If you live in a high-rise, you’ll want to clarify how your condo insurance will be impacted by the type of tank and will be excluded if there is a claim.
Types of hot water tanks
If you’re looking to invest in a new water tank, or want to learn more about the one you currently have, here is an overview of the types of hot water tanks in Canada.
- Storage tank : The most common variety in Canada. This option can be as small as 85 liters, or up to 500 liters for larger homes. Most use electricity, natural gas, or propane as their fuel.
- Tankless : These models do not have a tank to store water, but instead heat water on demand. They are more energy efficient and smaller but can be more expensive.
- Heat pump : These use electricity to draw in heat from the surrounding air and heat the water, rather than directly heating the water.
Tips for buying a hot water tank
Investing in a new hot water tank can be a big decision. Here are some expert tips to help you in the buying (or renting) process.
- Type of fuel : As mentioned above, there are different types of fuel requirements for water heaters - you’ll want to find one that uses the same source as your old or current one.
- Quality of the tank and heating element : Consider where you live and what the water hardness is. Harder water can lead to decreased efficiency, corrosion, and a shorter life span, if the right material is not chosen.
- Renting vs buying a hot water tank : Renting a hot water heater allows for affordable monthly payments and some even come with a maintenance/repair plan. Buying one has a larger upfront cost, and will be on the hook for maintenance unless you purchase a protection plan.
- Location : You’ll want to ensure the size of the tank fits into your existing space and can correctly be connected to your plumbing and gas lines.
- Tank or tankless : Depending on your budget and lifestyle, you may want to consider a tankless or tank for your hot water. Tankless options can be more expensive but have lower energy costs since they only heat water when it is needed. Tanks can be cheaper, but take up more space.
- Capacity : This doesn’t only include how much water it can hold, but also how fast it can heat the water. Consider how many people live in your home and how many appliances are in use.
- Energy efficiency : No one wants to have high energy costs, that’s why it’s important to take into account how energy efficient your tank is and invest in a Energy Star certified water heaters.
Hot water tank maintenance tips
With proper care and maintenance, hot water tanks can last up to ten years. Here are some maintenance tips to help extend the life of your tank :
- Flushing the tank : Annually you should flush your hot water tank to remove built-up sediment. When sediment builds up, you may notice popping, knocking, or boiling sounds.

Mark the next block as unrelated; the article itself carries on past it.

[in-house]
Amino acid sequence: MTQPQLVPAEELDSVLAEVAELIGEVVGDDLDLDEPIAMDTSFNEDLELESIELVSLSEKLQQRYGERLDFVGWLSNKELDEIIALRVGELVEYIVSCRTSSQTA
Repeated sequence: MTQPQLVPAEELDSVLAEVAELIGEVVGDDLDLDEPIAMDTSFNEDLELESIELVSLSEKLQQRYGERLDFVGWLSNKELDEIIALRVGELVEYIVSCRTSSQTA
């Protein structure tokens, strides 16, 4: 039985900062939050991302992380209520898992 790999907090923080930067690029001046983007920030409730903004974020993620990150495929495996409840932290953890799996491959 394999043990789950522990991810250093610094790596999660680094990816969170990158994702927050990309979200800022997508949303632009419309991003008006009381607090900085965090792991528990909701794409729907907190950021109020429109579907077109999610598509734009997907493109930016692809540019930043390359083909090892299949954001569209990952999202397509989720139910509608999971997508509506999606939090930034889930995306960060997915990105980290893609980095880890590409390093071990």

- Checking the sacrificial anode : A rod made of aluminum or magnesium inside the tank attracts corrosive minerals to prevent damaging the tank.
- Relieve pressure : Higher water tank temperatures can cause increased water pressure. Check the temperature and pressure release valve periodically to ensure it functions properly.
Hot water tank FAQs
Depending on the claim, your home insurance may cover hot water tank replacement. There are always exclusions so check with your provider so you know what will be included if there is an accident.
Although Kitec plumbing was not officially recalled, many experts recommend that homeowners replace this plumbing system to avoid costly water damage and repairs.
If the tank is old or has not been flushed in a while, it may be full of sediment that makes its way to your tap, which could make it less clean compared to a new and clean water tank. Hot water is more likely to leach minerals, which can give water an off-taste. Use cold water for cooking and drinking instead.
On average, hot water tanks should be set at 60 °C or 49 °C (140 °F or 120 °F). Always check the manufacturer’s manual. It’s important to note that water at 60 °C can kill more bacteria, but it can also cause burns in seconds and will use more energy. Make sure you have mixing values installed to lower the temperature of the water as it comes out of your tap.
On average, a hot water tank can cost between $1,000 - $2,000 depending on the size, heat source, and material you buy. If you are looking to rent a hot water tank, it can cost between $20-$40 a month, but that will depend on the company and if you choose any additional protection plans.
Always check with your insurer and practice proper water heater maintenance
Hot water tanks are an important part of many households, and something to consider when you are determining your home replacement cost. It's important to ensure that your hot water tank is properly maintained and inspected and that you have sufficient coverage to protect against potential accidents and damages. If you have any questions or concerns about your policy and hot water tanks, speak to ThinkInsure today.